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|New Group Wants Tougher Laws for Assaults to Professional Process Servers
|(IRN)-The Illinois Association of Professional Process Servers, newly established, has three goals for the organization: Push for tougher penalties for attacking a process server; encourage mandatory training and certification for process servers; and, ask for uniform laws on the status of process servers.
IAPPS vice president Bill Clutter, who is a private investigator in Springfield, says anyone who is a process server knows that, at times, "It can be a risky occupation." He says one of his agents was nearly choked to death by a man who refused to accept service, and Clutter cites a case in Southern Illinois in which a man poked a server and shot into the air in order to scare her off his property. Clutter says state lawmakers should make it a felony to attack a process server, offering more of a deterrent than the current misdemeanor.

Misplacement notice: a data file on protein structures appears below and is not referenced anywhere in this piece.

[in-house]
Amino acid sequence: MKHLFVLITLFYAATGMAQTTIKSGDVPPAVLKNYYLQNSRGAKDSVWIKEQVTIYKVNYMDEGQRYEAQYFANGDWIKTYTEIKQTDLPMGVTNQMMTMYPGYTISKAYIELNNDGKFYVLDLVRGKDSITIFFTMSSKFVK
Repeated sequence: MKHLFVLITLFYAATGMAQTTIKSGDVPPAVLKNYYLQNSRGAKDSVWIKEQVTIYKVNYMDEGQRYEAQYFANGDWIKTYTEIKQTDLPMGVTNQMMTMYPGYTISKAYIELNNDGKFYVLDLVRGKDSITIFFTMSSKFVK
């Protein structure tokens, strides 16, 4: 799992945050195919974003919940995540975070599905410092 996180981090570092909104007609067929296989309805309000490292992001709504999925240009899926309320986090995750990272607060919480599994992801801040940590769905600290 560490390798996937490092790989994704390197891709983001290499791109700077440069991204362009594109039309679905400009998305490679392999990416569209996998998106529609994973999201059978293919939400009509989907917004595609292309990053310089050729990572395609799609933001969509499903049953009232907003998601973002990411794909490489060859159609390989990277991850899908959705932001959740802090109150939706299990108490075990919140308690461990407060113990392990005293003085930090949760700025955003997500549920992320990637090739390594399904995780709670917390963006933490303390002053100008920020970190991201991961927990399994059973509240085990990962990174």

As for training and certification, Clutter says he's concerned about stories from other states that indicate that process servers are forging signatures, improperly serving summons, and losing documents. He says while private investigators are trained in the process, other servers are assigned by the courts and not thoroughly trained. He'd like lawmakers to require training and certification, which would be handled by Clutter's group.
Finally, Clutter wants every county to have the same rules on who can serve papers without a judge's approval. He says Cook County requires extra paper work that a judge must approve before a private investigator can serve papers. He says that will save time and effort.
IAPPS was officially launched last week. President Dan Schroeder said, "We want our agents to be courteous, professional, and above all, honest."
(Illinois Radio Network)
|11 09 10 by Newsroom
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